Good luck getting poop from the local farm. I did it once and drove down the road with feathers blowing out the top of the 50 gallon drum, not to mention the stench that followed me to my rural compost pile. If you think you are composting this at your urban residence, think again. Your neighbors will thank you!

I like beef compost as a fill for landscaping projects, not so much in the lawn.

    Bookmark   November 8, 2007 at 7:47PM
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dchall_san_antonio(8 San Antonio)

Compost, or composted cattle manure, is the most expensive thing you can buy for the garden. As far as I'm concerned it provides a great source of microbes if you have none or think you need to resupply. But it is not a fertilizer. Inasmuch as the microbes have protein in their bodies, that's about all you'll get out of it. There is no readily available protein left for the microbes already in your soil. The cost in my area is $35 per cubic yard plus $40 delivery up to 3 cubic yards. Three cubic yards will cover 3,000 square feet. On the other hand, corn meal costs $4 for 50 pounds and covers up to 5,000 square feet. Compost plus delivery to cover 3,000 square feet costs me $48.33 per 1,000. Corn meal costs me $0.80 per 1,000.

Chicken manure is a different deal. It seems to provide a lot of readily available nitrogen in the form of uric acid (the white stuff). Unless you spread it thin or dilute it in with other finished compost or organic fertilizer (grains), it is hard to apply without problems. I would hope a commercially bagged chicken manure would be in a form that makes it easy to apply. You might look for turkey manure in your searching. There is a product called Doctor (Dr?) Gobbler. Still with any commercially bagged material it will cost you 6x more than buying from a feed store in plain brown bags.

    Bookmark   November 9, 2007 at 3:01PM
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Medina granular fertilizer is based off of pasteurized Chicken manure, kelp and molasses. 4-2-3 and I score several 40# bags for 5.99 each at a grocery store clearance. Nothing beats cheap.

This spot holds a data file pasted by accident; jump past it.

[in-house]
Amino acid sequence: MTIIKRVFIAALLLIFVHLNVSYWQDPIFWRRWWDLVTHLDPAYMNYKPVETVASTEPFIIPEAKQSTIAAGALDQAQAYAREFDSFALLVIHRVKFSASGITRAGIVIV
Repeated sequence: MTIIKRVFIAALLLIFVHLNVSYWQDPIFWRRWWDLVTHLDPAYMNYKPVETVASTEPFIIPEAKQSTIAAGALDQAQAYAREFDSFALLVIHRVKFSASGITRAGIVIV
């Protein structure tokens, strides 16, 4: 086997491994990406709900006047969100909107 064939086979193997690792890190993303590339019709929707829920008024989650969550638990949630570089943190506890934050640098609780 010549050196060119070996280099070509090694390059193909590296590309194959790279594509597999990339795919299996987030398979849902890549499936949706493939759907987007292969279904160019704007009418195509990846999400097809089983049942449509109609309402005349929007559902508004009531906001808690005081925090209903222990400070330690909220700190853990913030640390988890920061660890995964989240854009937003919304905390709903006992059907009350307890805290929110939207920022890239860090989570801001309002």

Bookmark   November 10, 2007 at 6:36PM
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dchall_san_antonio(8 San Antonio)

I have never seen a bag of Medina granular fertilizer, but I am familiar with their liquid products. Can you please list all the ingredients?

    Bookmark   November 11, 2007 at 2:49PM
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It is available at Lowe's and even HEB sells it.
I believe I have seen you comment on it yourself specifically the pasteurizing of the chicken manure.
I actually think the pasteurizing of chicken manure for general sale is wise considering the safety implications of handling unpasteurized product.

Derived from kelp meal, humate, pasteurized poultry manure, molasses, and greensand.
Total Nitrogen: 4%

0.4% Ammoniacal Nitrogen
1.5% Water Soluble Organic Nitrogen
2.0% Water Insoluble Nitrogen
2% Available Phosphate (P2O5)
3% Soluble Potash (K20)
0.5% Magnesium (Mg)
2% Calcium (Ca)

    Bookmark   November 11, 2007 at 11:49PM
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i use to use cockadooledoo and i think it a great product, but i found a cheaper version called (cheep cheep), i use it on everthing i have such a great lawn from using it.
cost $17.00 per 50lb bag verses $17.00 for a 20lb bag of cockadoodledoo...greg

    Bookmark   November 13, 2007 at 7:34AM
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whip1 Zone 5 NE Ohio

Rutgers, I use this product along with using grains. It's a local company, so I pick it up. It might be a good alterative if you don't mind paying for the shipping.

Here is a link that might be useful: OHIO EARTH FOOD

    Bookmark   November 21, 2007 at 2:46PM